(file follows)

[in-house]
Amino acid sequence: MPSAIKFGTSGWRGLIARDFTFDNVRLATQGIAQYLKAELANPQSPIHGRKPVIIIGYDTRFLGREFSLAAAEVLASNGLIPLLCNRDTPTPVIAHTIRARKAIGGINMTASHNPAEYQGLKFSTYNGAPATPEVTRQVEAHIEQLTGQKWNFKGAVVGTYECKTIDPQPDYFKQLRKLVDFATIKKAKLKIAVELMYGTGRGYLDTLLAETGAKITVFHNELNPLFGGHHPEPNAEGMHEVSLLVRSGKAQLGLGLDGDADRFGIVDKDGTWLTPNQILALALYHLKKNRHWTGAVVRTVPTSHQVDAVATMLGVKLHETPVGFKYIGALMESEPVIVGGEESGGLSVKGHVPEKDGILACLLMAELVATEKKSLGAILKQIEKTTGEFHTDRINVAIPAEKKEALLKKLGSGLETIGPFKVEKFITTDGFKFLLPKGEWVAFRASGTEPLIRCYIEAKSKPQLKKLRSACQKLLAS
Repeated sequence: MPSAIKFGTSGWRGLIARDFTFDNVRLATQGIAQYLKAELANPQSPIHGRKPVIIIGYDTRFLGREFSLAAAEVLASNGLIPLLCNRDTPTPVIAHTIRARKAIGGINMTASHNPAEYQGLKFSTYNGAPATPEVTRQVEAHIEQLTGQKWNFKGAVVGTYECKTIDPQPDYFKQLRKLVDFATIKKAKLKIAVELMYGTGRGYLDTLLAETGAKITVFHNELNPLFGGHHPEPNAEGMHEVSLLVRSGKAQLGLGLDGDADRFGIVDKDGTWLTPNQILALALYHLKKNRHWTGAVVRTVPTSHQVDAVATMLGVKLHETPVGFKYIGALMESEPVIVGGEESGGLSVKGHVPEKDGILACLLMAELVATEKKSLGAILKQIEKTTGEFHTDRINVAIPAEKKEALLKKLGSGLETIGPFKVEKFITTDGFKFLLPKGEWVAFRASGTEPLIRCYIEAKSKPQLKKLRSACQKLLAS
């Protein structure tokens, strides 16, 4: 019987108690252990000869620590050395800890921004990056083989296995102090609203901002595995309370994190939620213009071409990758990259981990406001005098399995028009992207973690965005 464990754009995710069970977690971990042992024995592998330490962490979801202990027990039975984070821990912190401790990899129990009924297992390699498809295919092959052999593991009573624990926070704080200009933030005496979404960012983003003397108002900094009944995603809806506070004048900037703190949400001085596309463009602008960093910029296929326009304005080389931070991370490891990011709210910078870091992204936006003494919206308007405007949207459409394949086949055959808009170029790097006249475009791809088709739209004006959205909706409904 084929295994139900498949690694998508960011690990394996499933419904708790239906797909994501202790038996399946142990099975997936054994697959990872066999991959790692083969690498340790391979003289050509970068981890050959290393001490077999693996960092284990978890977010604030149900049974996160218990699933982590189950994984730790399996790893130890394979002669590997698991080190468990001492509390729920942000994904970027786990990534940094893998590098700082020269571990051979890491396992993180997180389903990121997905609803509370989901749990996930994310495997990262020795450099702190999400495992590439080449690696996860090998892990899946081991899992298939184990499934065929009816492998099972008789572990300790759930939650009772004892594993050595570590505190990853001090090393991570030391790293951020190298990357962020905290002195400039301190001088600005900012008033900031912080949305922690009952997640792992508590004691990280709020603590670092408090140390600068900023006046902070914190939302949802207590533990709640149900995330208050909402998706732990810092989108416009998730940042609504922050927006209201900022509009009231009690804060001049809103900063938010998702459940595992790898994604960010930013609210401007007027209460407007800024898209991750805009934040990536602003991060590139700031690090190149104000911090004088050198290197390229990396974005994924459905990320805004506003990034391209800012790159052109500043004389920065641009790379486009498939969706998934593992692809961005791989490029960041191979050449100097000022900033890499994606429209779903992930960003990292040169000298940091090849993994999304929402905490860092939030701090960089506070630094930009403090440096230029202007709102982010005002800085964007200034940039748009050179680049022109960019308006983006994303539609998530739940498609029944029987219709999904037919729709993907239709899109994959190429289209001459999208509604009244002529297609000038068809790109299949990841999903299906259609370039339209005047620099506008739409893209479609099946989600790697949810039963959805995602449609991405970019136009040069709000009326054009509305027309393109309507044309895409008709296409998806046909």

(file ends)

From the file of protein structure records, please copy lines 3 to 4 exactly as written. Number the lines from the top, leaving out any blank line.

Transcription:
Repeated sequence: MPSAIKFGTSGWRGLIARDFTFDNVRLATQGIAQYLKAELANPQSPIHGRKPVIIIGYDTRFLGREFSLAAAEVLASNGLIPLLCNRDTPTPVIAHTIRARKAIGGINMTASHNPAEYQGLKFSTYNGAPATPEVTRQVEAHIEQLTGQKWNFKGAVVGTYECKTIDPQPDYFKQLRKLVDFATIKKAKLKIAVELMYGTGRGYLDTLLAETGAKITVFHNELNPLFGGHHPEPNAEGMHEVSLLVRSGKAQLGLGLDGDADRFGIVDKDGTWLTPNQILALALYHLKKNRHWTGAVVRTVPTSHQVDAVATMLGVKLHETPVGFKYIGALMESEPVIVGGEESGGLSVKGHVPEKDGILACLLMAELVATEKKSLGAILKQIEKTTGEFHTDRINVAIPAEKKEALLKKLGSGLETIGPFKVEKFITTDGFKFLLPKGEWVAFRASGTEPLIRCYIEAKSKPQLKKLRSACQKLLAS
């Protein structure tokens, strides 16, 4: 019987108690252990000869620590050395800890921004990056083989296995102090609203901002595995309370994190939620213009071409990758990259981990406001005098399995028009992207973690965005 464990754009995710069970977690971990042992024995592998330490962490979801202990027990039975984070821990912190401790990899129990009924297992390699498809295919092959052999593991009573624990926070704080200009933030005496979404960012983003003397108002900094009944995603809806506070004048900037703190949400001085596309463009602008960093910029296929326009304005080389931070991370490891990011709210910078870091992204936006003494919206308007405007949207459409394949086949055959808009170029790097006249475009791809088709739209004006959205909706409904 084929295994139900498949690694998508960011690990394996499933419904708790239906797909994501202790038996399946142990099975997936054994697959990872066999991959790692083969690498340790391979003289050509970068981890050959290393001490077999693996960092284990978890977010604030149900049974996160218990699933982590189950994984730790399996790893130890394979002669590997698991080190468990001492509390729920942000994904970027786990990534940094893998590098700082020269571990051979890491396992993180997180389903990121997905609803509370989901749990996930994310495997990262020795450099702190999400495992590439080449690696996860090998892990899946081991899992298939184990499934065929009816492998099972008789572990300790759930939650009772004892594993050595570590505190990853001090090393991570030391790293951020190298990357962020905290002195400039301190001088600005900012008033900031912080949305922690009952997640792992508590004691990280709020603590670092408090140390600068900023006046902070914190939302949802207590533990709640149900995330208050909402998706732990810092989108416009998730940042609504922050927006209201900022509009009231009690804060001049809103900063938010998702459940595992790898994604960010930013609210401007007027209460407007800024898209991750805009934040990536602003991060590139700031690090190149104000911090004088050198290197390229990396974005994924459905990320805004506003990034391209800012790159052109500043004389920065641009790379486009498939969706998934593992692809961005791989490029960041191979050449100097000022900033890499994606429209779903992930960003990292040169000298940091090849993994999304929402905490860092939030701090960089506070630094930009403090440096230029202007709102982010005002800085964007200034940039748009050179680049022109960019308006983006994303539609998530739940498609029944029987219709999904037919729709993907239709899109994959190429289209001459999208509604009244002529297609000038068809790109299949990841999903299906259609370039339209005047620099506008739409893209479609099946989600790697949810039963959805995602449609991405970019136009040069709000009326054009509305027309393109309507044309895409008709296409998806046909």